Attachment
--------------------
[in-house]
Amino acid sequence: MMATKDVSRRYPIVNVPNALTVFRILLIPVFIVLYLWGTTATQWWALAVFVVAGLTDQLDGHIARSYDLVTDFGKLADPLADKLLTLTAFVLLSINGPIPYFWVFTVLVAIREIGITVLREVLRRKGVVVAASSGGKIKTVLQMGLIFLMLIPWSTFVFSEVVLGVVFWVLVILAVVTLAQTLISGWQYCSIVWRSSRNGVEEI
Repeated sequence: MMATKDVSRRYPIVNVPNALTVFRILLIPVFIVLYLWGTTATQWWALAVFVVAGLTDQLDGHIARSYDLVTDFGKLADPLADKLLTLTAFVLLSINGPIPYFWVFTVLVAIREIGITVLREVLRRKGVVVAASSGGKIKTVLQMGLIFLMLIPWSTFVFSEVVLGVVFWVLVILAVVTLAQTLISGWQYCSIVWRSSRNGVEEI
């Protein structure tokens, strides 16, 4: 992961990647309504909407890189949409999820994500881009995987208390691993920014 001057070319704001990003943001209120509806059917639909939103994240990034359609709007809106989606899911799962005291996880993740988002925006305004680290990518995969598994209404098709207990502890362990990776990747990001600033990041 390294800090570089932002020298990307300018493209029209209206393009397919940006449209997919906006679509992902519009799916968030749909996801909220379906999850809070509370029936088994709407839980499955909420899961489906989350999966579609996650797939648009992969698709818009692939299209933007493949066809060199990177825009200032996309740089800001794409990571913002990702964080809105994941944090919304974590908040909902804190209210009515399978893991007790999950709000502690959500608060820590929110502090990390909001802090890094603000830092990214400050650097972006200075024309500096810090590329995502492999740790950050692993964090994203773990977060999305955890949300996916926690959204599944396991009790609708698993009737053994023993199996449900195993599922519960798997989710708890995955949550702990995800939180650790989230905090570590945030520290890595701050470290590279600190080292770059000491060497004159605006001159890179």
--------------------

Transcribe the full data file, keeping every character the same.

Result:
[in-house]
Amino acid sequence: MMATKDVSRRYPIVNVPNALTVFRILLIPVFIVLYLWGTTATQWWALAVFVVAGLTDQLDGHIARSYDLVTDFGKLADPLADKLLTLTAFVLLSINGPIPYFWVFTVLVAIREIGITVLREVLRRKGVVVAASSGGKIKTVLQMGLIFLMLIPWSTFVFSEVVLGVVFWVLVILAVVTLAQTLISGWQYCSIVWRSSRNGVEEI
Repeated sequence: MMATKDVSRRYPIVNVPNALTVFRILLIPVFIVLYLWGTTATQWWALAVFVVAGLTDQLDGHIARSYDLVTDFGKLADPLADKLLTLTAFVLLSINGPIPYFWVFTVLVAIREIGITVLREVLRRKGVVVAASSGGKIKTVLQMGLIFLMLIPWSTFVFSEVVLGVVFWVLVILAVVTLAQTLISGWQYCSIVWRSSRNGVEEI
């Protein structure tokens, strides 16, 4: 992961990647309504909407890189949409999820994500881009995987208390691993920014 001057070319704001990003943001209120509806059917639909939103994240990034359609709007809106989606899911799962005291996880993740988002925006305004680290990518995969598994209404098709207990502890362990990776990747990001600033990041 390294800090570089932002020298990307300018493209029209209206393009397919940006449209997919906006679509992902519009799916968030749909996801909220379906999850809070509370029936088994709407839980499955909420899961489906989350999966579609996650797939648009992969698709818009692939299209933007493949066809060199990177825009200032996309740089800001794409990571913002990702964080809105994941944090919304974590908040909902804190209210009515399978893991007790999950709000502690959500608060820590929110502090990390909001802090890094603000830092990214400050650097972006200075024309500096810090590329995502492999740790950050692993964090994203773990977060999305955890949300996916926690959204599944396991009790609708698993009737053994023993199996449900195993599922519960798997989710708890995955949550702990995800939180650790989230905090570590945030520290890595701050470290590279600190080292770059000491060497004159605006001159890179």